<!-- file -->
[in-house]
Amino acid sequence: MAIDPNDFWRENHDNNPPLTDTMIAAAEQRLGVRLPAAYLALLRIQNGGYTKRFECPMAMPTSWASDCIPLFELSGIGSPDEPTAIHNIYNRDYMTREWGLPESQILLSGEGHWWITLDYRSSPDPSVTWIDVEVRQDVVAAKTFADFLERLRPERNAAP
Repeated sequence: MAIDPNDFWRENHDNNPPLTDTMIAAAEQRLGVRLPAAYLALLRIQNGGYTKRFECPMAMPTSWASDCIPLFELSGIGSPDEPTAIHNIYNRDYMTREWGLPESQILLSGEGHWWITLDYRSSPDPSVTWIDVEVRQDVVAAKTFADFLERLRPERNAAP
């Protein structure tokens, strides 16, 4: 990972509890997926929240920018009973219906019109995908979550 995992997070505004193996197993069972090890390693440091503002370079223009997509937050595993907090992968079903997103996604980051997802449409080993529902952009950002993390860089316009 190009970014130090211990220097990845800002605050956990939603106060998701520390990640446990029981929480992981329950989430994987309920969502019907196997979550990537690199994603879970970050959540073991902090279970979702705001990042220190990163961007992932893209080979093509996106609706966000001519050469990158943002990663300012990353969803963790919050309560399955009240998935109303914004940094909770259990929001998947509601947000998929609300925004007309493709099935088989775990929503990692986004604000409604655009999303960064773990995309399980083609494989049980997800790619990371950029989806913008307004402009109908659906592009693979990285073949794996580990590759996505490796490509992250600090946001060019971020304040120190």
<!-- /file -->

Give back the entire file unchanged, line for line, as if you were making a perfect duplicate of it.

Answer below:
[in-house]
Amino acid sequence: MAIDPNDFWRENHDNNPPLTDTMIAAAEQRLGVRLPAAYLALLRIQNGGYTKRFECPMAMPTSWASDCIPLFELSGIGSPDEPTAIHNIYNRDYMTREWGLPESQILLSGEGHWWITLDYRSSPDPSVTWIDVEVRQDVVAAKTFADFLERLRPERNAAP
Repeated sequence: MAIDPNDFWRENHDNNPPLTDTMIAAAEQRLGVRLPAAYLALLRIQNGGYTKRFECPMAMPTSWASDCIPLFELSGIGSPDEPTAIHNIYNRDYMTREWGLPESQILLSGEGHWWITLDYRSSPDPSVTWIDVEVRQDVVAAKTFADFLERLRPERNAAP
């Protein structure tokens, strides 16, 4: 990972509890997926929240920018009973219906019109995908979550 995992997070505004193996197993069972090890390693440091503002370079223009997509937050595993907090992968079903997103996604980051997802449409080993529902952009950002993390860089316009 190009970014130090211990220097990845800002605050956990939603106060998701520390990640446990029981929480992981329950989430994987309920969502019907196997979550990537690199994603879970970050959540073991902090279970979702705001990042220190990163961007992932893209080979093509996106609706966000001519050469990158943002990663300012990353969803963790919050309560399955009240998935109303914004940094909770259990929001998947509601947000998929609300925004007309493709099935088989775990929503990692986004604000409604655009999303960064773990995309399980083609494989049980997800790619990371950029989806913008307004402009109908659906592009693979990285073949794996580990590759996505490796490509992250600090946001060019971020304040120190």